I’ve just finished reading Sheryl Sandberg’s Lean In. While it is an inspiring read — she is a woman of many accomplishments and who seems genuinely interested in improving the lot of the professional woman — I couldn’t help but think as well that as women, our work is never really done.
Each day, we have to maneuver through a tricky dance and at times, for me anyway, it feels as though the ‘to do list,’ or the boxes that need to be ticked off, are never-ending. On the one hand, we’re expected to fulfill the destinies won for us — and desired — by women of previous generations. The suffragettes and second wave feminists fought hard and endured extreme prejudice to ensure that women would have a place at the table, the executive table in particular. On the other hand, some of us want to ‘lean back’ from our careers and ‘lean in’ to family — but we worry that if we do, we’ll be called traitors to the cause.
Today’s woman has to be strong and smart, ready and alert at all times because, in many circumstances, her work needs to be as good, if not better than her male counterparts in order to receive the same recognition — or to justify that recognition. And, as in Condoleezza Rice’s words on the jacket of Sandberg’s book say, while we have to “[manage and overcome] the challenges that arise on the ‘jungle gym’ of career advancement,” there is also an expectation that we act as wonder women of sorts: simultaneously hot-shot career women in power suits and “Sex and the City” heels; yummy mummies; nice and amiable, but not too nice, of course; ladies in the street but freaks in the bed. Oh, and we also need to “lean in,” tap into our greatness, and be the leaders we need to be at work and in life. And, I should add, find a good partner in the home who will share domestic duties 50/50 and support our career aspirations. I don’t know about you, but it can all feel heavy and makes me go slightly out of breathe.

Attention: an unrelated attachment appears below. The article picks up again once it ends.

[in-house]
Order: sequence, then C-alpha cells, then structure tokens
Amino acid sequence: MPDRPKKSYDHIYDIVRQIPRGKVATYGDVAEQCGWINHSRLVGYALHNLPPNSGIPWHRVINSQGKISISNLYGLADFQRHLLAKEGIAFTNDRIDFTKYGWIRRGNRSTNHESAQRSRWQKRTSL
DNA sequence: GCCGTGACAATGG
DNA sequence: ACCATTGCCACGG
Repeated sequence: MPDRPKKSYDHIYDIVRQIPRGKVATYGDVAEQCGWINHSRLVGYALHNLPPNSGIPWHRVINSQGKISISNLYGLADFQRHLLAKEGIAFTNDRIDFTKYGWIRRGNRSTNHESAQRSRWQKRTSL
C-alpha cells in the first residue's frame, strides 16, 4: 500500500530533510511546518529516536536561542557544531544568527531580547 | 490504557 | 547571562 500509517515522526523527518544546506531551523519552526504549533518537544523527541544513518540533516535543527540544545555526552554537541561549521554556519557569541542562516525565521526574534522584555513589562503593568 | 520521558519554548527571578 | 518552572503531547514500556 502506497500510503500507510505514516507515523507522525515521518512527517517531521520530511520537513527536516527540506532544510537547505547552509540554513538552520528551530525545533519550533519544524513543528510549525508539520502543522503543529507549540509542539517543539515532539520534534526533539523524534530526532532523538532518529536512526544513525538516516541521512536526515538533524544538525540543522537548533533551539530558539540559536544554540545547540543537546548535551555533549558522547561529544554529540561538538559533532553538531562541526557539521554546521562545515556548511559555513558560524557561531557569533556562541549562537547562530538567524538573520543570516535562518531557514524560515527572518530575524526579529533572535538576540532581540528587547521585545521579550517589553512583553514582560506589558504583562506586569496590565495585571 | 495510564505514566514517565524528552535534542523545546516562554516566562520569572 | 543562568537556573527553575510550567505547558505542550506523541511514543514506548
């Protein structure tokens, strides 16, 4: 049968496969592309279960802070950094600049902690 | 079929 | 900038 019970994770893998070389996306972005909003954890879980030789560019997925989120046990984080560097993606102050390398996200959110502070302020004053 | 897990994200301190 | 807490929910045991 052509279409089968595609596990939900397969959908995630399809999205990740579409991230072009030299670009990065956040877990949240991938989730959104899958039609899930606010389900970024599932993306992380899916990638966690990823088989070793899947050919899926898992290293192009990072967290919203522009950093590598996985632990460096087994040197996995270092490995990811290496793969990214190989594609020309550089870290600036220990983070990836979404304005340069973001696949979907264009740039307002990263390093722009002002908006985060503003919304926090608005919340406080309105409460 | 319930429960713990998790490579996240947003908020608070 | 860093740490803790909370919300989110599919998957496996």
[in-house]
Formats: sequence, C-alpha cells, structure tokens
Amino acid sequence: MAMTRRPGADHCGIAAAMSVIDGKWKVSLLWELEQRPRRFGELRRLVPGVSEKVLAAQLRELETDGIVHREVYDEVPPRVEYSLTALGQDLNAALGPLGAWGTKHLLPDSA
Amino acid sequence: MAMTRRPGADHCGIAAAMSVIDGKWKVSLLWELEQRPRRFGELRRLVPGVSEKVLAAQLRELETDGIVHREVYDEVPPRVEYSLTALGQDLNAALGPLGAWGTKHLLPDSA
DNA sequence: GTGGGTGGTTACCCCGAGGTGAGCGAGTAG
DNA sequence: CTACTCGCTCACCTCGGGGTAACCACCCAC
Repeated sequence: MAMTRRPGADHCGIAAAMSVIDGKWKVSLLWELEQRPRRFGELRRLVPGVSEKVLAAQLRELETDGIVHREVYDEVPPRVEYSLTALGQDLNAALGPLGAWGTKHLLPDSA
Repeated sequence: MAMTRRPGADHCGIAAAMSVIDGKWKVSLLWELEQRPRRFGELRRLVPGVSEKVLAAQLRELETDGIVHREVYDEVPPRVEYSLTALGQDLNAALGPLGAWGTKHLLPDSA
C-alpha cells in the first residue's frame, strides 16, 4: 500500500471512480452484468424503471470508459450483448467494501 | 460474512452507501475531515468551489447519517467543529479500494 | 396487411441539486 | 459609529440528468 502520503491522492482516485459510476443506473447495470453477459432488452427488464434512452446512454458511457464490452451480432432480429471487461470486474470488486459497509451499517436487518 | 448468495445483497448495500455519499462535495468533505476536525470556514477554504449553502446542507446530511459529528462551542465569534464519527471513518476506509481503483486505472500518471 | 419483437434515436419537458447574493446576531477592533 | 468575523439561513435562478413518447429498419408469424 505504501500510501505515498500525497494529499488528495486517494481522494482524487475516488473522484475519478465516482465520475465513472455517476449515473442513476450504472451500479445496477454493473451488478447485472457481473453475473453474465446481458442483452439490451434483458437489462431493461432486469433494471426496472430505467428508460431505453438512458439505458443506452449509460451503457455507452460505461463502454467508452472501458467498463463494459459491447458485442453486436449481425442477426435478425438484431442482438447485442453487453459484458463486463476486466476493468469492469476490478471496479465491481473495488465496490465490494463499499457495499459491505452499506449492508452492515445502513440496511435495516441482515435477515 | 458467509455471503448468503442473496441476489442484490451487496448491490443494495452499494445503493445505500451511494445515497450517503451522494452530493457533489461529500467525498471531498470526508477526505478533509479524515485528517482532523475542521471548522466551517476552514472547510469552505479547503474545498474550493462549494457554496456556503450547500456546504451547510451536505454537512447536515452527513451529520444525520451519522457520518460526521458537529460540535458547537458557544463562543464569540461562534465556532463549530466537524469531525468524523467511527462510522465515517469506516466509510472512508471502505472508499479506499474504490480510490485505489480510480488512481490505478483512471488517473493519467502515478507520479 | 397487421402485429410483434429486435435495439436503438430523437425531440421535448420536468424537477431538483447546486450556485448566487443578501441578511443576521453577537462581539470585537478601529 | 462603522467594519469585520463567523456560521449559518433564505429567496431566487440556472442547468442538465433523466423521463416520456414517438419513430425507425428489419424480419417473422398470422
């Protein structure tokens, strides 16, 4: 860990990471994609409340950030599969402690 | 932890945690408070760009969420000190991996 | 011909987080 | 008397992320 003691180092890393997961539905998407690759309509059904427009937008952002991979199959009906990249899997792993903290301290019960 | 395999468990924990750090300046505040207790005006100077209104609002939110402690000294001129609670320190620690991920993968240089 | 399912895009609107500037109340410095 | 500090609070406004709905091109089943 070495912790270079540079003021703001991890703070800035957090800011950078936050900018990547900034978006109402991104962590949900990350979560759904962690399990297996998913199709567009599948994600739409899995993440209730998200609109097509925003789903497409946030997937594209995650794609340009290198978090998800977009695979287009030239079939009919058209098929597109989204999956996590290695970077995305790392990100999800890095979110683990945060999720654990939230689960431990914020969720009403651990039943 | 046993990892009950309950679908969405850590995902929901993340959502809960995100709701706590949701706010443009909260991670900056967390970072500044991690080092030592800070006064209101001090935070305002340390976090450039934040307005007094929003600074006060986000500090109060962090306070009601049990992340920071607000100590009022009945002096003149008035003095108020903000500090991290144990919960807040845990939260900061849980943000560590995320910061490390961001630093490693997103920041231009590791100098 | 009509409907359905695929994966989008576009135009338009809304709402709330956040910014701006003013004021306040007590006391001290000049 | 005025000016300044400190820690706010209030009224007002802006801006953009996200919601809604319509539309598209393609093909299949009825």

Don’t get me wrong, the hard work is worth it and our loads are lighter because we stand on the shoulders of those who came before us. And if we carry on the work for parity and equality, it will be even easier for the generations to come.
The reality is that our lot is different — our lives come with specific ‘accoutrements,’ if you will, whether we like it or not. We’re the Ginger Rogers to the Fred Astaires, doing everything the male counterpart is doing, but our dance is complicated and weighed down as we sashay, somewhat burdened, in our metaphorical high heels.